If these things were the work of a perfect, holy, all-seeing, all-capable god, they’d be the acts of a monster.

  7. Anonymous says:

    Clair, I am sorry, but you havent a solitary clue what you are talking about when it comes to God, your words prove it beyond a doubt… If you dont understand something, your opinion of it cannot be valid, you are spouting off words with no knowledge behind them… If I knew nothing about a subject, then ANYTHING I said about it would just be guesswork, which is what your words about God and how things work in the spiritual realm are, just useless conjecture and falsehoods that have no truth to them because you dont understand the subject…. If you wish to become knowledgeable about God and how spiritual thing work, I would be happy to help you learn..

  8. bmq215 says:

    Anon – Your refutation of Claire’s statement seems to boil down to “you’re wrong because I say you’re wrong” with no argument to the contrary. You also seem to have evaluated the whole of her theological knowledge based on a single sentence. Seems like a pretty thin argument to me but perhaps you didn’t have a better one? Still, it seems like you should be able to say WHY you think she’s wrong…

    Joel – Posts like this are one of the reasons I enjoy reading your blog. For a hermitty journal there’s surprising depth and your readership only furthers that by making the comments section something worth reading.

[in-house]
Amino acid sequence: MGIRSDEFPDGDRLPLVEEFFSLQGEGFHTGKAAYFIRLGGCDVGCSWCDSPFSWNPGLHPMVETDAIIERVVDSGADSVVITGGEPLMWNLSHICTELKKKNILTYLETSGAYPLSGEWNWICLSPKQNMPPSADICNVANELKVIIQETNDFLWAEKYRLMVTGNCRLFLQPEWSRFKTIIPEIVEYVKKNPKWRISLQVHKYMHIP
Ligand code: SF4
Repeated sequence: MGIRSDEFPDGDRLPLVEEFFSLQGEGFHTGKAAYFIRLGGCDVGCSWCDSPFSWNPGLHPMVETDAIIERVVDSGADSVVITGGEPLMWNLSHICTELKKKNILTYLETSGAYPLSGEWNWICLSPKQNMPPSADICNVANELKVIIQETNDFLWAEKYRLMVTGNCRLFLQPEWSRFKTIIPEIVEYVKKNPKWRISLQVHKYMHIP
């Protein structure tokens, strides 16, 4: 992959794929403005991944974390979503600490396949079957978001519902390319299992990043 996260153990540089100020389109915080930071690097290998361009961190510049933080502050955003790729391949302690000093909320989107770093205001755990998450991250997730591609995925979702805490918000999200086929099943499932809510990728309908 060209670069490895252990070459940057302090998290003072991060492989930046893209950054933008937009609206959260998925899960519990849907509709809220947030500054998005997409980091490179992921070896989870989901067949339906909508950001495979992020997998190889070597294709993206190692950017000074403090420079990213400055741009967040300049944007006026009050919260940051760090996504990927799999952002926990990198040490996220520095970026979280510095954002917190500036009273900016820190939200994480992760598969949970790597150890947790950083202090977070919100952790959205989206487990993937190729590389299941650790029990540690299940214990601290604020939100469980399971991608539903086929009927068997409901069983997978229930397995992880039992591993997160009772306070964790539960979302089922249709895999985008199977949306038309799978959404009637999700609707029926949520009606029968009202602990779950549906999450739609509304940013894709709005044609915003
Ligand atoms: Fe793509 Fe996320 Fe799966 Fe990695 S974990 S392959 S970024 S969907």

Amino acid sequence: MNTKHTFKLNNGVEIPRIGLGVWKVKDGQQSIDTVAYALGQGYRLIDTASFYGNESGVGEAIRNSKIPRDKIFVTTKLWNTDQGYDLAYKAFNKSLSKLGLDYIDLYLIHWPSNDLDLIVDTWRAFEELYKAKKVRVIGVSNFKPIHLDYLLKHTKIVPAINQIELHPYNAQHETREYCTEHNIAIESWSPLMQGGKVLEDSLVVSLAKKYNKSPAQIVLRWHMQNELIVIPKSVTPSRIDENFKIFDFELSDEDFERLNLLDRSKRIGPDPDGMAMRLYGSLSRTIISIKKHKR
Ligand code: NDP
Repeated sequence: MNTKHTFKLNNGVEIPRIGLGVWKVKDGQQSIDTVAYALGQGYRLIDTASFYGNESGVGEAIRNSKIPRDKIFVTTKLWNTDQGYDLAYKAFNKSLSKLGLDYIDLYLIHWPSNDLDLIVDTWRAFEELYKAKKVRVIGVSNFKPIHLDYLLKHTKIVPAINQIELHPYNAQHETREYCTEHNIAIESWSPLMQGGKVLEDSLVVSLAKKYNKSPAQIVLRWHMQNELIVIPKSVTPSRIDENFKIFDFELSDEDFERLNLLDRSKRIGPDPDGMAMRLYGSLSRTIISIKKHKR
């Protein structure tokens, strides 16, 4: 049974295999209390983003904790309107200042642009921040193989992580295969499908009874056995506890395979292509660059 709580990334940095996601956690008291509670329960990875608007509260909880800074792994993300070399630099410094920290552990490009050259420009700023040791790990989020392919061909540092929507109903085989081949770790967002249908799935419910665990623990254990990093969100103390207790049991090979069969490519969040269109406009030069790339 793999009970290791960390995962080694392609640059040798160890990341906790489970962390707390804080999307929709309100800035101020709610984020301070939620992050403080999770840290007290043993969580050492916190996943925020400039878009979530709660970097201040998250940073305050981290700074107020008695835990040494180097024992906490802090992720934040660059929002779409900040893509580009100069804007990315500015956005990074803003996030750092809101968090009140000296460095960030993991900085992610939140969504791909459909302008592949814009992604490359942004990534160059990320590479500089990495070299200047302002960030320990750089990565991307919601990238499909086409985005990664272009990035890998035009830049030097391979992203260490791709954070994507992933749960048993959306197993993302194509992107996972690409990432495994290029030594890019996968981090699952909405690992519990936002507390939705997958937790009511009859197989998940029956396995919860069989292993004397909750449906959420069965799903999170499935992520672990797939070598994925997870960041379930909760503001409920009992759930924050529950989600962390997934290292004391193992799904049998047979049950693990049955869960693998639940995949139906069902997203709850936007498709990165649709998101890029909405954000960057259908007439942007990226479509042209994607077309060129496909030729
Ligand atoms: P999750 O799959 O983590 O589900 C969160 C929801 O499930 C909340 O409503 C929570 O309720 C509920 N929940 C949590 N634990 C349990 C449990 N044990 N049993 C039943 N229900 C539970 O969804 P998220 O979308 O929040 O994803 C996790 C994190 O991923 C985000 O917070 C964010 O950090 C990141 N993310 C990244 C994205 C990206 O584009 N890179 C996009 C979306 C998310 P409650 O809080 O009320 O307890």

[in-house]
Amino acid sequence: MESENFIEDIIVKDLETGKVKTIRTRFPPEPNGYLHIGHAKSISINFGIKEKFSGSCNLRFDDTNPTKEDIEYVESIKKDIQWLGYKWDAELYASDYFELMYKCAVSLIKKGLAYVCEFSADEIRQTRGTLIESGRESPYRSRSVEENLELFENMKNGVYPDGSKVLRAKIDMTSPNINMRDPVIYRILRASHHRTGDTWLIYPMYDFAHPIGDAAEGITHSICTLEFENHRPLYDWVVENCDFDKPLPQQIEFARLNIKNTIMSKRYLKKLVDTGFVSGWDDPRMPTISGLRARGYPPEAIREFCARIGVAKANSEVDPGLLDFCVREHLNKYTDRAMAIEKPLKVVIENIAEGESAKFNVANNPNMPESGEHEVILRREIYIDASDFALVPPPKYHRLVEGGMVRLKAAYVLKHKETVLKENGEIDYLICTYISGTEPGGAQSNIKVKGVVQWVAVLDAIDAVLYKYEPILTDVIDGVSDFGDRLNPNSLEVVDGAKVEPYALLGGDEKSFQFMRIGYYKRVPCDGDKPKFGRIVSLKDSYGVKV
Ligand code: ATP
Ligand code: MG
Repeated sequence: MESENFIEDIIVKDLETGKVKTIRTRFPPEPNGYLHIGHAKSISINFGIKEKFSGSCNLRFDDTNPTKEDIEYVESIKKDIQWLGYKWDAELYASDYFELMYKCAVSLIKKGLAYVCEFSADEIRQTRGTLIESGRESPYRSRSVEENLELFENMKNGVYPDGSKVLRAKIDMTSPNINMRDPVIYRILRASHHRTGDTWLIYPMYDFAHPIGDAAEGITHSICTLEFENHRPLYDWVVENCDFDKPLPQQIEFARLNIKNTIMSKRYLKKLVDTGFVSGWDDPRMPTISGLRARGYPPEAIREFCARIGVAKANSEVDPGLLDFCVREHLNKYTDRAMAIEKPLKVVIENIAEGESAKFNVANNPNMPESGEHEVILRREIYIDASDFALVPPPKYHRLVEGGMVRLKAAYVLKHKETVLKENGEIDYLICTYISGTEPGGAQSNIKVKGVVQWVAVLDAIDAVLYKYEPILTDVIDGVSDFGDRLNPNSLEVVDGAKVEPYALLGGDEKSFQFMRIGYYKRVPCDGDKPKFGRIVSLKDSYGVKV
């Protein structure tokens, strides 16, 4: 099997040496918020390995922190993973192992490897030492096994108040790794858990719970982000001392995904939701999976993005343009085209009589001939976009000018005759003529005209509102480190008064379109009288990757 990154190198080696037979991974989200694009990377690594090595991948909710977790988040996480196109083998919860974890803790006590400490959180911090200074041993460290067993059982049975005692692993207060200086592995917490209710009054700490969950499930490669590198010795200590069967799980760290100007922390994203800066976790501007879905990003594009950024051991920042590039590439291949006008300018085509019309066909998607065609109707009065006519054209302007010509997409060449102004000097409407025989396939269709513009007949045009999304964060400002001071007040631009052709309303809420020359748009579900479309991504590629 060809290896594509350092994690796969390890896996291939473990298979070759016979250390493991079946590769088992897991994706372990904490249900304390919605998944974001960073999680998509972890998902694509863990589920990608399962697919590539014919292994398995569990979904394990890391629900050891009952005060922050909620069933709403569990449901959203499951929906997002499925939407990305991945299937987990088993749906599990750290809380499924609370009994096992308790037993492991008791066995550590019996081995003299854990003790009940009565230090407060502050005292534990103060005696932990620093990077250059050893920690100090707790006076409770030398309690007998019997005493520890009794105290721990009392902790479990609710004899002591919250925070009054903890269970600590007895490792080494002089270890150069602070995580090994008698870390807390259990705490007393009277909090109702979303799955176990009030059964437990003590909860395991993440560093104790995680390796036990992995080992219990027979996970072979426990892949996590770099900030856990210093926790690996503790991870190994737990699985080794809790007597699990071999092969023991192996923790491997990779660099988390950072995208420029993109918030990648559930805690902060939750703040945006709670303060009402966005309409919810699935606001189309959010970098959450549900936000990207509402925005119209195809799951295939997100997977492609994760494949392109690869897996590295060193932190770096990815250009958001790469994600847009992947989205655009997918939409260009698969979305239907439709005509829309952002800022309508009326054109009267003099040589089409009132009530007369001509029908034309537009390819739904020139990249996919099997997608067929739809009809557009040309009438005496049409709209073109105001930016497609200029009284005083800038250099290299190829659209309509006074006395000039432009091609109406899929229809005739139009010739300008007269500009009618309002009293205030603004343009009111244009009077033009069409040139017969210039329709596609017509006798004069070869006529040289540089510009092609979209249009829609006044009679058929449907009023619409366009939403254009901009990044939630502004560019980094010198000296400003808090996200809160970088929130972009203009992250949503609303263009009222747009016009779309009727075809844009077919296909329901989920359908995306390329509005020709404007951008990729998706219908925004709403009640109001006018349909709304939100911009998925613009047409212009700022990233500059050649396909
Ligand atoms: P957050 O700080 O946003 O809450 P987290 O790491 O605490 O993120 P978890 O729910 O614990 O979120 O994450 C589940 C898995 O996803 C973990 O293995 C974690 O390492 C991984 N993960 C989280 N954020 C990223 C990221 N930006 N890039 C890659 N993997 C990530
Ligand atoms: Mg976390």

9. Joel says:

    Still, it seems like you should be able to say WHY you think she’s wrong…

    Yeah, but please don’t. At least not here.

    Joel – Posts like this are one of the reasons I enjoy reading your blog. For a hermitty journal there’s surprising depth and your readership only furthers that by making the comments section something worth reading.

    Thank you! Compliments, like contributions, are always gratefully accepted. :)

  10. Claire says:

    ” I would be happy to help you learn..”

    Since you’re merely spouting things you learned in Sunday school, everything you said about my comment applies to your own fact-free borrowed opinions. I’d ask you to explain your belief using verifiable facts presented in a framework of logic, but you couldn’t do it and we’d be abusing Joel’s hospitality.

    bmq, thanks for your defense. I agree. Joel, I’ll shut up now.

To the stake with the heretic!